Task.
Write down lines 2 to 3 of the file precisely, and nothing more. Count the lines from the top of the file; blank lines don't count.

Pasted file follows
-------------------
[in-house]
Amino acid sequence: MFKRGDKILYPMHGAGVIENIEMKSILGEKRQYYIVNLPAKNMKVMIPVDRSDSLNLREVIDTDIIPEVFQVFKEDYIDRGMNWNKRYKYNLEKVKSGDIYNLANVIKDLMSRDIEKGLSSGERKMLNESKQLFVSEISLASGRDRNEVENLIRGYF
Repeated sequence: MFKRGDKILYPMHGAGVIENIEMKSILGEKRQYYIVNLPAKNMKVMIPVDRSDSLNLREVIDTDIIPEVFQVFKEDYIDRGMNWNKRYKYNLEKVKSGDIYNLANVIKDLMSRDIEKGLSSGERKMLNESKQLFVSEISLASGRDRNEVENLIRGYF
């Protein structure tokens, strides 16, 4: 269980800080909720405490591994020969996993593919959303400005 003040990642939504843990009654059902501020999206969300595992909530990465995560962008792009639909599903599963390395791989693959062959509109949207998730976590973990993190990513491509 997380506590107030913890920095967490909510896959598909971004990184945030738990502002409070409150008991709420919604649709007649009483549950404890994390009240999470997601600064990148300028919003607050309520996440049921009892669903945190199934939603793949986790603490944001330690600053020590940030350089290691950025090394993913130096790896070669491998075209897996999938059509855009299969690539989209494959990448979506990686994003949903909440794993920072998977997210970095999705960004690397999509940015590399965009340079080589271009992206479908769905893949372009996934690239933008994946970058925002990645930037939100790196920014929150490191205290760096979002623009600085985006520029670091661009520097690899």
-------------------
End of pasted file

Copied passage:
Amino acid sequence: MFKRGDKILYPMHGAGVIENIEMKSILGEKRQYYIVNLPAKNMKVMIPVDRSDSLNLREVIDTDIIPEVFQVFKEDYIDRGMNWNKRYKYNLEKVKSGDIYNLANVIKDLMSRDIEKGLSSGERKMLNESKQLFVSEISLASGRDRNEVENLIRGYF
Repeated sequence: MFKRGDKILYPMHGAGVIENIEMKSILGEKRQYYIVNLPAKNMKVMIPVDRSDSLNLREVIDTDIIPEVFQVFKEDYIDRGMNWNKRYKYNLEKVKSGDIYNLANVIKDLMSRDIEKGLSSGERKMLNESKQLFVSEISLASGRDRNEVENLIRGYF